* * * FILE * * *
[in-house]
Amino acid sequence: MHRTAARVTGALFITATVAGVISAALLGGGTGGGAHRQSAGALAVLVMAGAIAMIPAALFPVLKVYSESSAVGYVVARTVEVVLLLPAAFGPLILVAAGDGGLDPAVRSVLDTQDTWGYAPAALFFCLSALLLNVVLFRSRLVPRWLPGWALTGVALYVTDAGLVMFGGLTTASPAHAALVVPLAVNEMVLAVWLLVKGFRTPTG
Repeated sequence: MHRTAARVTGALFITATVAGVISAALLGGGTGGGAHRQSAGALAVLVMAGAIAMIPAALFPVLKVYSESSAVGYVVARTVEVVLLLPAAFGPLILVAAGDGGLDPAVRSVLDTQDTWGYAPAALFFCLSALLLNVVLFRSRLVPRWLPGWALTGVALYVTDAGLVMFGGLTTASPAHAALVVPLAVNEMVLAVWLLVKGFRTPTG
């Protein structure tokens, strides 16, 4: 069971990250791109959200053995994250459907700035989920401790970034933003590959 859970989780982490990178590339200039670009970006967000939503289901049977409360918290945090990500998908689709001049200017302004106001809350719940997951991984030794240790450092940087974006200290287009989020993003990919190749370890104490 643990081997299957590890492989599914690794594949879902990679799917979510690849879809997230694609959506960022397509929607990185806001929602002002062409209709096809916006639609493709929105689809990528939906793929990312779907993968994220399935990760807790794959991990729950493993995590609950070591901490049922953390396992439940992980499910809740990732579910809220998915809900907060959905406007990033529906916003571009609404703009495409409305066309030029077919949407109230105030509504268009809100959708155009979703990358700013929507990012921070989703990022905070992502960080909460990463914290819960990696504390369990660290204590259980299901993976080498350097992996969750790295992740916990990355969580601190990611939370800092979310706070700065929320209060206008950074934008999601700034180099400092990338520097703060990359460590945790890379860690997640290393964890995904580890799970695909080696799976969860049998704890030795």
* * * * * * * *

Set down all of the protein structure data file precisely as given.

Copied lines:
[in-house]
Amino acid sequence: MHRTAARVTGALFITATVAGVISAALLGGGTGGGAHRQSAGALAVLVMAGAIAMIPAALFPVLKVYSESSAVGYVVARTVEVVLLLPAAFGPLILVAAGDGGLDPAVRSVLDTQDTWGYAPAALFFCLSALLLNVVLFRSRLVPRWLPGWALTGVALYVTDAGLVMFGGLTTASPAHAALVVPLAVNEMVLAVWLLVKGFRTPTG
Repeated sequence: MHRTAARVTGALFITATVAGVISAALLGGGTGGGAHRQSAGALAVLVMAGAIAMIPAALFPVLKVYSESSAVGYVVARTVEVVLLLPAAFGPLILVAAGDGGLDPAVRSVLDTQDTWGYAPAALFFCLSALLLNVVLFRSRLVPRWLPGWALTGVALYVTDAGLVMFGGLTTASPAHAALVVPLAVNEMVLAVWLLVKGFRTPTG
């Protein structure tokens, strides 16, 4: 069971990250791109959200053995994250459907700035989920401790970034933003590959 859970989780982490990178590339200039670009970006967000939503289901049977409360918290945090990500998908689709001049200017302004106001809350719940997951991984030794240790450092940087974006200290287009989020993003990919190749370890104490 643990081997299957590890492989599914690794594949879902990679799917979510690849879809997230694609959506960022397509929607990185806001929602002002062409209709096809916006639609493709929105689809990528939906793929990312779907993968994220399935990760807790794959991990729950493993995590609950070591901490049922953390396992439940992980499910809740990732579910809220998915809900907060959905406007990033529906916003571009609404703009495409409305066309030029077919949407109230105030509504268009809100959708155009979703990358700013929507990012921070989703990022905070992502960080909460990463914290819960990696504390369990660290204590259980299901993976080498350097992996969750790295992740916990990355969580601190990611939370800092979310706070700065929320209060206008950074934008999601700034180099400092990338520097703060990359460590945790890379860690997640290393964890995904580890799970695909080696799976969860049998704890030795």